Unable to perceive the deep links between the culture and the Revolution, the Yankees insisted on organizing groups of "dissidents" in the intellectual circles; but they failed again and again.

The case of Armando Valladares was the result of desperation: he was exhibited before the world as an invalid poet prisoner of his conscience. They even published a book of his poems with great publicity and a dramatic title:

From my wheelchair. But he was neither a poet nor a paralytic (he nimbly climbed the airplane's ladder when he was pardoned), he had a murky past as a police officer under the Batista´s tyranny and he had been sanctioned for terrorist activities.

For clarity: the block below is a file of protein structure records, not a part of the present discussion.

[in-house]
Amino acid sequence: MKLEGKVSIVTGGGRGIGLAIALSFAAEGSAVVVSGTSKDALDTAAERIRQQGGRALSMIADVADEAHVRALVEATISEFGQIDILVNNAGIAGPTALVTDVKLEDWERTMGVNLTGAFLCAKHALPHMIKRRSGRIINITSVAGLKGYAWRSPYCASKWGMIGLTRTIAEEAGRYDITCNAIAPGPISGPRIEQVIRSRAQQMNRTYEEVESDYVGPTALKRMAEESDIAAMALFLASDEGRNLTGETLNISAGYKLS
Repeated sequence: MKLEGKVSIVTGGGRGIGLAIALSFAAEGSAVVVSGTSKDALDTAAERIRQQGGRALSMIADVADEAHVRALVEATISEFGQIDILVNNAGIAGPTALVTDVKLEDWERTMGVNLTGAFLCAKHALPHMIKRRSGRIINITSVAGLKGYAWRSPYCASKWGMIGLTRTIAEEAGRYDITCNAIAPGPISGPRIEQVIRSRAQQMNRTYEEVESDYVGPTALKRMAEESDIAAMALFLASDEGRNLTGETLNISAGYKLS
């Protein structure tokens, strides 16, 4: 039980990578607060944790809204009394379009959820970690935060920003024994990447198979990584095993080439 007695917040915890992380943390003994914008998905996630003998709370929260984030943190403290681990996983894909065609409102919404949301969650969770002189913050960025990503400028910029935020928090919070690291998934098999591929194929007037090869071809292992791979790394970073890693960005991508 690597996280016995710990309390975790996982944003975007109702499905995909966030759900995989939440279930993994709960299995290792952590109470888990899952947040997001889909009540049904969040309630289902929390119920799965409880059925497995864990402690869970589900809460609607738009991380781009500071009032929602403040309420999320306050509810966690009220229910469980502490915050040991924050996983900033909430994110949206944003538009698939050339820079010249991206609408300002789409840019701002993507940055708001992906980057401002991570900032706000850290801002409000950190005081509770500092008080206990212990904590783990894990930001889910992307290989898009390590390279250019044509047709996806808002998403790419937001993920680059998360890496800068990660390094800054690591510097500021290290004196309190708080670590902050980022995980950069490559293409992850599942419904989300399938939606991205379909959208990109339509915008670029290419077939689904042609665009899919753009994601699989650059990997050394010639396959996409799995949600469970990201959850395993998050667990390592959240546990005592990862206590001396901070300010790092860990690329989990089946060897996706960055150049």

Now, many years later, they present an alleged "movement" (called San Isidro), an alleged rapper who was prosecuted for contempt, and an alleged hunger strike made by a dozen alleged "young artists." They were backed by a strong campaign in the foreign press, in the digital media paid for the political subversion, and on the social media. They had the immediate support of Pompeo, Marco Rubio, Almagro and other characters.

Through the social networks, a rarefied climate was created, with an intense emotional charge, to elicit the expressions of adherence and moral support in the face of a hypothetical injustice.

As has been studied by many analysts, appealing to the emotions in the networks engulfs people in transitory sentimental communities, while paralyzes the ability to reason, judge and verify where the limits are between the reality and the fiction.